One parallel we see between Jane Austen's own life and her heroine of Persuasion, Anne, is with respect to love and marriage.
Similar to Anne, early in life, Austen fell in love with a man named Tom Lefroy. Though he was studying to be a barrister in London, the Lefroy family intervened in the match due to lack of fortune. Tom's education and the establishment of his practice was being paid for by an external family member. Hence, it would have been much more practical for Tom to marry a woman with a fortune. Unfortunately, Jane was the daughter of a clergyman; therefore, her own family had no money to give her for a dowry. The Lefroy's permanently separated the couple (Alex, "Jane Austen Biography").
Anne's story turned out a bit better than Jane's real story, but just like Jane, Anne was discouraged from marrying Captain Wentworth, whom she was in love with, because he had no fortune. He had already earned a lot of money in the navy, but had not saved any of it. However, he believed that "he should soon be rich ... should soon have a ship, and soon be on a station that would lead to everything he wanted" (Ch. 4). Regardless, his present lack of fortune and connections made both Anne's father and her dear friend Lady Russell repulsed by the idea. Hence, just like Austen was forced to part from Tom, Anne was forced to reject Captain Wentworth's proposal.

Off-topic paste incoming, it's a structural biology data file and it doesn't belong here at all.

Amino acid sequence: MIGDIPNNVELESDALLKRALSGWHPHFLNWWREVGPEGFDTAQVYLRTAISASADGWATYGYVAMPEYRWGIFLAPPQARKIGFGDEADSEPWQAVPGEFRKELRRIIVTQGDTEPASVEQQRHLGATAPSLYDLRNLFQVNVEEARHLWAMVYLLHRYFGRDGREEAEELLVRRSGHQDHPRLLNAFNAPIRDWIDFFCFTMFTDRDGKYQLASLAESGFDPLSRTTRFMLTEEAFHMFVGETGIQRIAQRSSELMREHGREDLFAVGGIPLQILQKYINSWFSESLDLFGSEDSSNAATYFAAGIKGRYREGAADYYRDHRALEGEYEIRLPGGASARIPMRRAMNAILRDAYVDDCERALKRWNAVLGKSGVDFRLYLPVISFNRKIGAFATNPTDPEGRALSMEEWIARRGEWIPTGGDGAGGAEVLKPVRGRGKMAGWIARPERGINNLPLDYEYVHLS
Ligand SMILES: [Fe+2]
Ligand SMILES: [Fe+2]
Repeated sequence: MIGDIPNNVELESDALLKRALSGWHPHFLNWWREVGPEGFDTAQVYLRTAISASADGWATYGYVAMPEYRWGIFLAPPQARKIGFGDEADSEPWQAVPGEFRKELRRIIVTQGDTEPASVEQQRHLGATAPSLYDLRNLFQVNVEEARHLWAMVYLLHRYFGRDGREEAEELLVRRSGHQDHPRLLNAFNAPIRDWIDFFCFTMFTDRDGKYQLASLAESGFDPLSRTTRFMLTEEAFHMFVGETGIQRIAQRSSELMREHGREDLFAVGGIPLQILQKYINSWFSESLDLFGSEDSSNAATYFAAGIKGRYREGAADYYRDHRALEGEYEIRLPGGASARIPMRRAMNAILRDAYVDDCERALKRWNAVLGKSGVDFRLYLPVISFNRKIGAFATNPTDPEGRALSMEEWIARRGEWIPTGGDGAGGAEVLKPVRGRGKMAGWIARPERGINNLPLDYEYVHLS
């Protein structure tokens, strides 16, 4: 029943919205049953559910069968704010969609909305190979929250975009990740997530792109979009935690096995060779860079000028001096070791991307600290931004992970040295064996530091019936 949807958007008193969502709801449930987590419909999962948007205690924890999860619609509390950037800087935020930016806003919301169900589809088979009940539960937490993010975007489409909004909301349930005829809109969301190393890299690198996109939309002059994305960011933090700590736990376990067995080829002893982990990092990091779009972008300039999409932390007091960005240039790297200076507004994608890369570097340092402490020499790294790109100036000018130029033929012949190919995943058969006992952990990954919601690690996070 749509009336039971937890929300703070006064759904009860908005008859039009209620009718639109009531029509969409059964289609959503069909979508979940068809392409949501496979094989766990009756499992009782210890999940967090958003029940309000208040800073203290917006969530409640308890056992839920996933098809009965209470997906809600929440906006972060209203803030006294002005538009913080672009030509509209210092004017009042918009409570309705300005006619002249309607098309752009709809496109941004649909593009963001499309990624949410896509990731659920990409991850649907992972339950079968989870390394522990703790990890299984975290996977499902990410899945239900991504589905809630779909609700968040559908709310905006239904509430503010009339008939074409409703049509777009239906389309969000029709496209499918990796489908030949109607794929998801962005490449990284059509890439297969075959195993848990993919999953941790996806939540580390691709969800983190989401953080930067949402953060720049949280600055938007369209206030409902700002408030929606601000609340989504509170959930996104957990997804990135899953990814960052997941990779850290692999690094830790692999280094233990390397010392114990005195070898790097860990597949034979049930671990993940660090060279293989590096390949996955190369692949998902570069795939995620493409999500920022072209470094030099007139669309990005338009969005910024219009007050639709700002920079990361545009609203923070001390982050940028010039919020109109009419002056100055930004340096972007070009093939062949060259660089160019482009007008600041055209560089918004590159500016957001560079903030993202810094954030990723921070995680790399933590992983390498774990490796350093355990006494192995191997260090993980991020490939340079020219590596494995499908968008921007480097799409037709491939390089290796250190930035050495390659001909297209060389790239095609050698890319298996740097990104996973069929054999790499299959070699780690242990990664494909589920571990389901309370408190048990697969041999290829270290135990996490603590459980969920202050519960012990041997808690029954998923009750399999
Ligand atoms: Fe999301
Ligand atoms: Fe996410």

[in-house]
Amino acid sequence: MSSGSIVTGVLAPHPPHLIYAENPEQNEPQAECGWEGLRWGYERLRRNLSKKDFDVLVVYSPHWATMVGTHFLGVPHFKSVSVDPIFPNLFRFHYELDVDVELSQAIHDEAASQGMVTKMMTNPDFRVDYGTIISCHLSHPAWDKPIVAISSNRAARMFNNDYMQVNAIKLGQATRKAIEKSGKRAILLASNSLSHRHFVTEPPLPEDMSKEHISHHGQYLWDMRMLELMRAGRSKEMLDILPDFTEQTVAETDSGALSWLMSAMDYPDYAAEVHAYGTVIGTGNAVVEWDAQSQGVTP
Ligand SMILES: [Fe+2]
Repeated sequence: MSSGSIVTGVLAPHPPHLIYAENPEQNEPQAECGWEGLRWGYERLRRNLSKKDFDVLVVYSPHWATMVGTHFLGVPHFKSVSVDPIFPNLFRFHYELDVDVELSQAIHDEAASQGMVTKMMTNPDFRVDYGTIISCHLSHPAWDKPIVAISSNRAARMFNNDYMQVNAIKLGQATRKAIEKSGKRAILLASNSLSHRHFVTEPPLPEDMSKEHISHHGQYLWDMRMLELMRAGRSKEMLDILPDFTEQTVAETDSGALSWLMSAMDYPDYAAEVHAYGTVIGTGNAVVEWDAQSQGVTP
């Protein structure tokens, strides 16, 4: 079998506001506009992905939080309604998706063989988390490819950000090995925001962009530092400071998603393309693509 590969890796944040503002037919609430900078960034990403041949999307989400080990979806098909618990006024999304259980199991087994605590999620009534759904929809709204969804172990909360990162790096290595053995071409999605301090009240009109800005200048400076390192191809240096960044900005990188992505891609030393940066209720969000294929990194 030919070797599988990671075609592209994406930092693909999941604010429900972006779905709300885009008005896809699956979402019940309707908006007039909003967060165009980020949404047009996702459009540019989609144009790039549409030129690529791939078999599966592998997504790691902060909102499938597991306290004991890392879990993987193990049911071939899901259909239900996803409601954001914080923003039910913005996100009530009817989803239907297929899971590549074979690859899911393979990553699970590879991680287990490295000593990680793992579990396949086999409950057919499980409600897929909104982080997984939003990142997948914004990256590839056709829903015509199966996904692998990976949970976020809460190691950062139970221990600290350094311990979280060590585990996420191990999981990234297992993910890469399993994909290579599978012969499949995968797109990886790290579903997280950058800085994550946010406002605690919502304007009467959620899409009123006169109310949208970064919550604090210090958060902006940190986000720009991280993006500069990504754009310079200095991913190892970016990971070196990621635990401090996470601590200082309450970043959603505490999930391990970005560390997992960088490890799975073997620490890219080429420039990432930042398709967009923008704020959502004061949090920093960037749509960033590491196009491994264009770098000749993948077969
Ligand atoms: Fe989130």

However, unlike Austen who never saw Tom again, Captain Wentworth soon returned to Anne's life. This time, he had acquired a substantial fortune, proving to Anne that she had been wrong in allowing herself to be persuaded not to marry him. Therefore, unlike Austen, Anne is soon proposed to again by Wentworth and this time marries him.